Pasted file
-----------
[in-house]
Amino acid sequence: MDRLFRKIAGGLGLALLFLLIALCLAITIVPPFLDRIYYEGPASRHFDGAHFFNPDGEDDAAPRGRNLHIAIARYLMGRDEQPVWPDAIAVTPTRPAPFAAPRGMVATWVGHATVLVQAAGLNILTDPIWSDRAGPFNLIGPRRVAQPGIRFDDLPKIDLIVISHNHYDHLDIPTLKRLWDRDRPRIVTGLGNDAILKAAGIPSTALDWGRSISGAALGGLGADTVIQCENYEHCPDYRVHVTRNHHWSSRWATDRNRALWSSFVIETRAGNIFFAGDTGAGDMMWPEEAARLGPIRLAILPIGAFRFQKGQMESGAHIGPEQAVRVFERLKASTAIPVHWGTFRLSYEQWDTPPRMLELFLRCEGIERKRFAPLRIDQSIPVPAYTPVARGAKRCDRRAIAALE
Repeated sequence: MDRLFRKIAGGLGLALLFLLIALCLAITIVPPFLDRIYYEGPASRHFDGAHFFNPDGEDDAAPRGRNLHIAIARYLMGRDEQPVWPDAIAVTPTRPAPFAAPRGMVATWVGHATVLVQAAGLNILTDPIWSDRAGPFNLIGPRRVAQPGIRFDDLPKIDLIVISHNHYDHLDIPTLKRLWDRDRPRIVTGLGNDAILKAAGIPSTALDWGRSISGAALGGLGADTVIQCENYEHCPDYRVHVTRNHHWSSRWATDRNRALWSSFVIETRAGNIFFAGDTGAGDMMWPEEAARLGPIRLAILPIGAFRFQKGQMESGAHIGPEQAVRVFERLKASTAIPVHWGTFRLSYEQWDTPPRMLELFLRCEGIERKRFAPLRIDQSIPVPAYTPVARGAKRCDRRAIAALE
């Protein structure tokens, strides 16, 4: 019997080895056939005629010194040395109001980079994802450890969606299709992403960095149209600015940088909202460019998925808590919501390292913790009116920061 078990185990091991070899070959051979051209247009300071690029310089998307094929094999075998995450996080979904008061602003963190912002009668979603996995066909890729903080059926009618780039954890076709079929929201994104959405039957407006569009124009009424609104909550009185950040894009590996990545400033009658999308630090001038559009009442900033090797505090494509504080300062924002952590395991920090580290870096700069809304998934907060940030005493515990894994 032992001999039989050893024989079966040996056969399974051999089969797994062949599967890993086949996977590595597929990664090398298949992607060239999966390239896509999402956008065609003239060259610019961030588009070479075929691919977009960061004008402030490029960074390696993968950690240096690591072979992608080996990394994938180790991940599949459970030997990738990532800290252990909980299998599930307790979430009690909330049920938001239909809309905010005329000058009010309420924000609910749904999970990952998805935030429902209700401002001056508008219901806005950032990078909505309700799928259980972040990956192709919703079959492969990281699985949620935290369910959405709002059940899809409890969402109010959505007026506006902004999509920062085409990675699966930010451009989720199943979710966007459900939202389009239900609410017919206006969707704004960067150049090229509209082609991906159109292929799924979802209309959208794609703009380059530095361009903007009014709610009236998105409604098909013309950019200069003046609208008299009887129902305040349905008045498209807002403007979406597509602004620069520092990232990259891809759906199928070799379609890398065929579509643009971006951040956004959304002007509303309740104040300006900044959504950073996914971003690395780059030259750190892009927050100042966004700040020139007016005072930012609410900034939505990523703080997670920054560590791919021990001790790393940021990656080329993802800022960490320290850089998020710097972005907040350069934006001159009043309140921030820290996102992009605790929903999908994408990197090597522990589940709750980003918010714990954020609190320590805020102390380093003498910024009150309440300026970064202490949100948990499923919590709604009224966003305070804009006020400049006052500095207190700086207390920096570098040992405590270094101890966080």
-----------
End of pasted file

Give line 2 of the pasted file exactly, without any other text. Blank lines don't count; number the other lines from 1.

Amino acid sequence: MDRLFRKIAGGLGLALLFLLIALCLAITIVPPFLDRIYYEGPASRHFDGAHFFNPDGEDDAAPRGRNLHIAIARYLMGRDEQPVWPDAIAVTPTRPAPFAAPRGMVATWVGHATVLVQAAGLNILTDPIWSDRAGPFNLIGPRRVAQPGIRFDDLPKIDLIVISHNHYDHLDIPTLKRLWDRDRPRIVTGLGNDAILKAAGIPSTALDWGRSISGAALGGLGADTVIQCENYEHCPDYRVHVTRNHHWSSRWATDRNRALWSSFVIETRAGNIFFAGDTGAGDMMWPEEAARLGPIRLAILPIGAFRFQKGQMESGAHIGPEQAVRVFERLKASTAIPVHWGTFRLSYEQWDTPPRMLELFLRCEGIERKRFAPLRIDQSIPVPAYTPVARGAKRCDRRAIAALE